The council seemed generally in favor of the bylaw, and referred it to the Community Resources Committee and the Finance Committee as well as the town attorney and the Governance, Organization and Legislation Committee. We were pleased with this result, although it seems like a tall order for it to pass through all these hands before the end of the summer! It will be very unfortunate if it isn’t in place before the big four capital projects are planned.

A bylaw co-sponsored by Councilors Mandi Jo Hanneke and Evan Ross designed to limit the amount of money that can be spent in local elections was also on the agenda.

Massachusetts already has robust campaign finance laws, including restrictions that cap yearly donations to candidates to $1000 from individuals and $500 from political action committees. Hanneke and Ross’s bylaw would lower these numbers locally to $250 and $125 respectively. They argue that in a smaller town like Amherst, elections cost much less, justifying the lower numbers. Northampton is the only town in Massachusetts to have enacted such a bylaw, although it currently sets these numbers at half the amounts allowed by the state (i.e., $500 and $250).

Many councilors spoke in opposition to the proposed bylaw. All of them seemed to agree with the argument that people who are already well known would have an easier time raising a large number of small donations than newcomers. A donation of $1000 from a well-off friend might be the only means for a new or low-income candidate to run.

While this argument has merit, it fails to account for the complexity of the issue. There are really three issues at stake in campaign finance reform: the diversity of candidates and elected officials; equitable support for all candidates; and the undue influence of money on elected officials.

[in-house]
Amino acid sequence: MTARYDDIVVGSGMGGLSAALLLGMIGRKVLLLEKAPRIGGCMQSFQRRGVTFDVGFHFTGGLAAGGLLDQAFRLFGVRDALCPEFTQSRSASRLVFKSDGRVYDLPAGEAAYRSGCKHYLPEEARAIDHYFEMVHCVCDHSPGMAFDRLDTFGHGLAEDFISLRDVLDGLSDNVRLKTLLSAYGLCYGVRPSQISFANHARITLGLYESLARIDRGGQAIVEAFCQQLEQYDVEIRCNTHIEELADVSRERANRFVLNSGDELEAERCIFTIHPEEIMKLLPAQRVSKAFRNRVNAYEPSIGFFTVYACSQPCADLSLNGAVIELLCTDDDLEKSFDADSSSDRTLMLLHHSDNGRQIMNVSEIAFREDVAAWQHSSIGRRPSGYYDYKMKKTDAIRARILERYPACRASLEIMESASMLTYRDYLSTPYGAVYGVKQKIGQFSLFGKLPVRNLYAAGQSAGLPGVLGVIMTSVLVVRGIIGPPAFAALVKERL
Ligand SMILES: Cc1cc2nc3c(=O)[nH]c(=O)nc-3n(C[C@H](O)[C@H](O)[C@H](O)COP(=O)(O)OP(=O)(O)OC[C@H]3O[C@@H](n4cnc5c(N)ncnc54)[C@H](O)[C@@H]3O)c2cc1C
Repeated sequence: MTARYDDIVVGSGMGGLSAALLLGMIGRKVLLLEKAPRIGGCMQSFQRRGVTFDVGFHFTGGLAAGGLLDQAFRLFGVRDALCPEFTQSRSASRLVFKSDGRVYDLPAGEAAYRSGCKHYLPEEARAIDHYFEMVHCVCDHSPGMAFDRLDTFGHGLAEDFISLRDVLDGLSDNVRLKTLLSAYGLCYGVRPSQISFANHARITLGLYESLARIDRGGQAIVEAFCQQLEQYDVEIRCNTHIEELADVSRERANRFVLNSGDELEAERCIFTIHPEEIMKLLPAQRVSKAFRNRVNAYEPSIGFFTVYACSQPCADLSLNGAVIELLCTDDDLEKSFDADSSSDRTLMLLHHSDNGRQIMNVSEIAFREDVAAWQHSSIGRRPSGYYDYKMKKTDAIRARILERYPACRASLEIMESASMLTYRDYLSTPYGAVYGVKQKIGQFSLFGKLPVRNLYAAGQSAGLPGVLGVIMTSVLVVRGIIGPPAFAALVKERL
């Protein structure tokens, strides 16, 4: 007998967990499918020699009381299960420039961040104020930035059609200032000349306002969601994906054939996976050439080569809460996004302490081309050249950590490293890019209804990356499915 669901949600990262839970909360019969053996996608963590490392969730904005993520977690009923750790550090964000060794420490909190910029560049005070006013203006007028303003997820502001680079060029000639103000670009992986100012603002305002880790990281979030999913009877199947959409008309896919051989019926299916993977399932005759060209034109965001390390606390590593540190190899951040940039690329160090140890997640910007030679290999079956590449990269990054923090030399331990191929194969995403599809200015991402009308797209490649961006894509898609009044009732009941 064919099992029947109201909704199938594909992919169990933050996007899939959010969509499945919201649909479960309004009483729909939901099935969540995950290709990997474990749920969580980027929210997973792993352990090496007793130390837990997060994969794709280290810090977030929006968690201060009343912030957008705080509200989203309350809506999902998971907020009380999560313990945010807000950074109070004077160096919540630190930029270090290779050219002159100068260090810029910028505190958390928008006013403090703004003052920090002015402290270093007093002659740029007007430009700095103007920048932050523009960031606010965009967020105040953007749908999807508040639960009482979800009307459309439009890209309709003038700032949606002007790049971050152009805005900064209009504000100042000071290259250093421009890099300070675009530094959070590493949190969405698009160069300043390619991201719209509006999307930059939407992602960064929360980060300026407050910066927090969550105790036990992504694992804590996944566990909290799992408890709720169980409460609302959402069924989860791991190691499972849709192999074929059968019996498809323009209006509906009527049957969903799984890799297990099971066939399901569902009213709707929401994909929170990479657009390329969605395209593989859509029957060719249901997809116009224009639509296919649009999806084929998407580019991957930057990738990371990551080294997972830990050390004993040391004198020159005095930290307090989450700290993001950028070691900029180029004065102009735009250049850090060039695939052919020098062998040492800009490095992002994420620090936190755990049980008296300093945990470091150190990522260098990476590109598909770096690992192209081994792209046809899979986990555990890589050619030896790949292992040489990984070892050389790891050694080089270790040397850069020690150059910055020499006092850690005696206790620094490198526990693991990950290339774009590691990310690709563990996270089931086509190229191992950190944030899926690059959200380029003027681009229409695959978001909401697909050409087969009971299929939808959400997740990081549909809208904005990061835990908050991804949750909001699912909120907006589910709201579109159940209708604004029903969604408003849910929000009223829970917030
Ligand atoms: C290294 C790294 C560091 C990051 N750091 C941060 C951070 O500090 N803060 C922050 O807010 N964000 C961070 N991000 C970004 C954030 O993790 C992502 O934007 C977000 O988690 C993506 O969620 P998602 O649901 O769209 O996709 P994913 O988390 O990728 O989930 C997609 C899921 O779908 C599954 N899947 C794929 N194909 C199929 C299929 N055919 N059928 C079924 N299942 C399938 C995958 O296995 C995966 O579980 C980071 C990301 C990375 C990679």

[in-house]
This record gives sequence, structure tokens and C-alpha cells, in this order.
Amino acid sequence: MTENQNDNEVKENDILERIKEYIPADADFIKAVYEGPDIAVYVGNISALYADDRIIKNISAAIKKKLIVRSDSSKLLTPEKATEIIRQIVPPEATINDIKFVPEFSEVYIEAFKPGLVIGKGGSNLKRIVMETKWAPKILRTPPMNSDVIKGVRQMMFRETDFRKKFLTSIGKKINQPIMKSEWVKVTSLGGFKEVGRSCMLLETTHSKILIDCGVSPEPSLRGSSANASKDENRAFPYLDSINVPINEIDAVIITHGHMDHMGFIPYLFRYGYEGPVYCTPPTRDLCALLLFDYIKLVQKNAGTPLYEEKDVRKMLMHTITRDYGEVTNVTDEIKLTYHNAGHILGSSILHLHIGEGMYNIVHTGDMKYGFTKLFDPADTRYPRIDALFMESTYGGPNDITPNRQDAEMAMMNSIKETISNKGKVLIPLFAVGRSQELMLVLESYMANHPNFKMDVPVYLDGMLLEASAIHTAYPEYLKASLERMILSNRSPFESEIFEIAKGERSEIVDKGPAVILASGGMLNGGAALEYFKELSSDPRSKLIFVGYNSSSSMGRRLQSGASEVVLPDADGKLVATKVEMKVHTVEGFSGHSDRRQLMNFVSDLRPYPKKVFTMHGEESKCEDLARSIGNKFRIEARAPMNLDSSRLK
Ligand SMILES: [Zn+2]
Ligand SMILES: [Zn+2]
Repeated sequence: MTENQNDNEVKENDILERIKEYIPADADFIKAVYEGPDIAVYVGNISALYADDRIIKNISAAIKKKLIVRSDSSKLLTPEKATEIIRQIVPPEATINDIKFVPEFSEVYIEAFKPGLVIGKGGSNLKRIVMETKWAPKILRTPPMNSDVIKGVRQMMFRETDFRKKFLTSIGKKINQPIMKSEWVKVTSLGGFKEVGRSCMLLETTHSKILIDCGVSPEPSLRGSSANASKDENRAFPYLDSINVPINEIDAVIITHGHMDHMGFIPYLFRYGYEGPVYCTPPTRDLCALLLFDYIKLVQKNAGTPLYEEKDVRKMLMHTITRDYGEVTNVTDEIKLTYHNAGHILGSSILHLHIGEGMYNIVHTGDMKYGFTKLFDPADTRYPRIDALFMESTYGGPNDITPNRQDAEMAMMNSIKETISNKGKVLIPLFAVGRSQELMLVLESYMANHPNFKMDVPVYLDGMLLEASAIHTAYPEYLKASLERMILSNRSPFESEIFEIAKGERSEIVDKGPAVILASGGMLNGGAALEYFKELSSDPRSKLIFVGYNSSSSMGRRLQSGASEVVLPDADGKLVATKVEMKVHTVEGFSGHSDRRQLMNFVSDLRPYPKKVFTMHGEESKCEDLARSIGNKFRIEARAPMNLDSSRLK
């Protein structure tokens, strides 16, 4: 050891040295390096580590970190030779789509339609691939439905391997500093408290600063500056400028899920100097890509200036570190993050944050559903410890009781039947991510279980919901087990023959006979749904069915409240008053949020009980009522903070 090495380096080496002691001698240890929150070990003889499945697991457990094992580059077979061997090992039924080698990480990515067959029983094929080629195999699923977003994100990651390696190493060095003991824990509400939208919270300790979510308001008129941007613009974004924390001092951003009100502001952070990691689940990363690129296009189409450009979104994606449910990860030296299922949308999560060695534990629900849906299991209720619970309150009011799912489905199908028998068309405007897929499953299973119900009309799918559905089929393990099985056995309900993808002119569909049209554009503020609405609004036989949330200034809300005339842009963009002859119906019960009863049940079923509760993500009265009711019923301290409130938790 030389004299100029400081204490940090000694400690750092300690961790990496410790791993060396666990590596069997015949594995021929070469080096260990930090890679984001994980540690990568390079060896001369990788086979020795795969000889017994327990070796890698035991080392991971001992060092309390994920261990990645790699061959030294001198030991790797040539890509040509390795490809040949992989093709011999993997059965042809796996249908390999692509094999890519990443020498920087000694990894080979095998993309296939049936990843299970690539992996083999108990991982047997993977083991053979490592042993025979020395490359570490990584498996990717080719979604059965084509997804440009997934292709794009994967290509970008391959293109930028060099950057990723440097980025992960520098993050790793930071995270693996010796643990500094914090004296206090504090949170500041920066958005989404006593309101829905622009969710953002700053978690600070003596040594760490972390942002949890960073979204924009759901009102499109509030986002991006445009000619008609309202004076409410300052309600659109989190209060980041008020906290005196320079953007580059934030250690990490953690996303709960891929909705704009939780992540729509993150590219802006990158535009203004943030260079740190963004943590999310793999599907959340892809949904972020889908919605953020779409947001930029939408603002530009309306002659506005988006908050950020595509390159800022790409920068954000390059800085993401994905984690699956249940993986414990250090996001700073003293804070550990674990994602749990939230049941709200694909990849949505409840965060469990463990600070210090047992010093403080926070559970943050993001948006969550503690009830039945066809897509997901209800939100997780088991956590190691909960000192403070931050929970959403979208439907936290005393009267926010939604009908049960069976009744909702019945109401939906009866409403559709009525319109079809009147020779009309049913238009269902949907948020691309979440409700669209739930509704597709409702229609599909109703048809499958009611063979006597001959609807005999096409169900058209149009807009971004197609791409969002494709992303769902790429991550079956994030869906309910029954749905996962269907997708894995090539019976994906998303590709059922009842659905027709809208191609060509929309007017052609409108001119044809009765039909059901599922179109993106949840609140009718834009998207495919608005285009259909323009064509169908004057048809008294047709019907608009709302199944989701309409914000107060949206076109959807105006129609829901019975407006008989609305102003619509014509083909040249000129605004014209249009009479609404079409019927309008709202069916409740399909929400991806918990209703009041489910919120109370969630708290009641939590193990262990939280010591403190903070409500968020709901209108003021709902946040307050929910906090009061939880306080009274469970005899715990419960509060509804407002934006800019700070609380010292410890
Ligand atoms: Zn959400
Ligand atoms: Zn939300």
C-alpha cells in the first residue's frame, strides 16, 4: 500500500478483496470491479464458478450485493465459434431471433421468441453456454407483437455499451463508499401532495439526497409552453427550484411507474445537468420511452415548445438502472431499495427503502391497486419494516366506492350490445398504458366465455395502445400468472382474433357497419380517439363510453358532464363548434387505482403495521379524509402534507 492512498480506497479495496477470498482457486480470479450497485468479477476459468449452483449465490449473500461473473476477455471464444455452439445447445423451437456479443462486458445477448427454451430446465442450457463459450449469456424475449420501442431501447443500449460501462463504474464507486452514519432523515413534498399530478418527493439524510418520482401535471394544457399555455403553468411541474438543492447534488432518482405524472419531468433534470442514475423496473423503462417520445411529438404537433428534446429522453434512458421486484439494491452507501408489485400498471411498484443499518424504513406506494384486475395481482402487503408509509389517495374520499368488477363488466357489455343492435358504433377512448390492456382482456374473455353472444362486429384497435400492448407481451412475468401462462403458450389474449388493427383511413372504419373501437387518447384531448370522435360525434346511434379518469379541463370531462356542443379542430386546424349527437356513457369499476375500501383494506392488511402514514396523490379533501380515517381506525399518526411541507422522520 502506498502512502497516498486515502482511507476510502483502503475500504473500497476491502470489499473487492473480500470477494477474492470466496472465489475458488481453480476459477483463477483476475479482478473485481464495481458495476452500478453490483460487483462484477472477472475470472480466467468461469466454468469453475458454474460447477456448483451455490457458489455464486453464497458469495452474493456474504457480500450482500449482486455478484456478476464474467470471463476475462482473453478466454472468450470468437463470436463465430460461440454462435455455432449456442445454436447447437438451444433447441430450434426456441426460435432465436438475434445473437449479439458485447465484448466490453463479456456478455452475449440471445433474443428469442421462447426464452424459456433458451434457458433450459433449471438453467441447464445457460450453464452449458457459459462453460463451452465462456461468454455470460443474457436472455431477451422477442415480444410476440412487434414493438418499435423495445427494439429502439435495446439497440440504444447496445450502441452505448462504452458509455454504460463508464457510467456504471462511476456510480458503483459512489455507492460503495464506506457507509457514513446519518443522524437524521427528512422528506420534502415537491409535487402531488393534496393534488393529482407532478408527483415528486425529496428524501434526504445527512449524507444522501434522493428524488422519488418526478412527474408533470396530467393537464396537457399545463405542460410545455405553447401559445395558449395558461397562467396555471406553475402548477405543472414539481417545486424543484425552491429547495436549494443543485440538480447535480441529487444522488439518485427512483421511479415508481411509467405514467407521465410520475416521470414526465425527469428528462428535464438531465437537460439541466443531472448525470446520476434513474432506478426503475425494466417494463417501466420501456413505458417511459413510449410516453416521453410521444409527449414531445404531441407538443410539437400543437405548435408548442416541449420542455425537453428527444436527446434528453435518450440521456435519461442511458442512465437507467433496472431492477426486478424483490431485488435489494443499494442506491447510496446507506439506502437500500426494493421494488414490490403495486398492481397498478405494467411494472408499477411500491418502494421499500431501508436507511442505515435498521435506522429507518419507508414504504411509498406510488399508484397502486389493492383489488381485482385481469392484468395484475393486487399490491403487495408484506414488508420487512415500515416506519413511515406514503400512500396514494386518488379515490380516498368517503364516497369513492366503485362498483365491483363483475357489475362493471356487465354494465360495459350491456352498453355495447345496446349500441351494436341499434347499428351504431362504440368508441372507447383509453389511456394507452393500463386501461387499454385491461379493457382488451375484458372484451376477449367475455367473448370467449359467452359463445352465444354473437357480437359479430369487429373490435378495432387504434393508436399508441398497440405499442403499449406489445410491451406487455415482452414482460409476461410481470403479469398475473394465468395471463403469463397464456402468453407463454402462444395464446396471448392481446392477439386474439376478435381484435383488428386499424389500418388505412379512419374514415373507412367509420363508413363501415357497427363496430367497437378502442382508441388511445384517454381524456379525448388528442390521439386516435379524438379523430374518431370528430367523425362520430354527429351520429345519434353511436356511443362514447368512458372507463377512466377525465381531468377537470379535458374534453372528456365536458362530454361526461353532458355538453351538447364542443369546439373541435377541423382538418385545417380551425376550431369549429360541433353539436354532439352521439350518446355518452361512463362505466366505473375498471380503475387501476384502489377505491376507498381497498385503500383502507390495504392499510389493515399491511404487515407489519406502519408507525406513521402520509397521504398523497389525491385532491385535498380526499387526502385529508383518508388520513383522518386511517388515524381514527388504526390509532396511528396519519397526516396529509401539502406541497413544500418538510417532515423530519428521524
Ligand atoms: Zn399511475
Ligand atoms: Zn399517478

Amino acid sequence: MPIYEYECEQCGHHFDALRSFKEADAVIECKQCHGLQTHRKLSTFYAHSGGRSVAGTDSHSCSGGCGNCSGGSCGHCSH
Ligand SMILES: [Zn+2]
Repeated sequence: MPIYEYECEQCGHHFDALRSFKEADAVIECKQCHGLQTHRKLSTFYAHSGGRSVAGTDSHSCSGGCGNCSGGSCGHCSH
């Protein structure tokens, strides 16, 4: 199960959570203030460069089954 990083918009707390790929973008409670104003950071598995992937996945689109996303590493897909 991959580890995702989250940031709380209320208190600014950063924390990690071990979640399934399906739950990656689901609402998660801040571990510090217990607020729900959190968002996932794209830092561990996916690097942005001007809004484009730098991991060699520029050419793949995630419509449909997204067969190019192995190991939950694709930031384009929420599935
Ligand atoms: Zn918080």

Regarding the first of these, there is no good evidence that the lower limits imposed in Northampton have led to more diversity in their politicians. (Federal law allows individuals to spend unlimited amounts of their own money on their campaigns, which undercuts other funding limits and continues to make political office far more accessible to the wealthy.) Better ways to achieve economic and social diversity might be to offer childcare for candidates and councilors, offer better compensation for low-income councilors, and hold council meetings at hours when working people can better participate.

But the latter two issues may well be helped by such a bylaw. One issue that came up during the previous Council campaign, and which was brought up by councilor Darcy Dumont and others at this meeting, was the support offered to a group of candidates by the Amherst Forward PAC. If this cap limits both the amount of direct donations and in-kind support from PACs, then this would be one way to help level the playing field for those who choose to run independent campaigns or whom the PACs reject. Another would be for the town to help more with campaign-related expenses.

And as FiveThirtyEight reports , there is now definitive evidence that money influences politics (as if we needed it!). Lower donation amounts would make candidates less beholden to both individual interests and PACs. Amherst Forward only supported candidates whose positions mirrored their own in an attempt to form a majority voting block on the council—a goal that they achieved in principle if not in practice, given the recent vote for planning board members.

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  1. As a follow up (continuity over the last several yrs of town history) I understood the Residents Advisory Committee and Community Engagement positions as trade-offs to the hard fought, narrow decision (48/52%) to go from a rep. Town Meeting government to a 13 member Town (city) Council…no? (Your news on the Community Activity Form review is of interest here). Is that trade-off now being set aside by focus on the work-a-day world & daily business of governing? I don’t think its the Manager’s job to stand back and take the meta view. The ship is designed for steering by others at this helm (a group).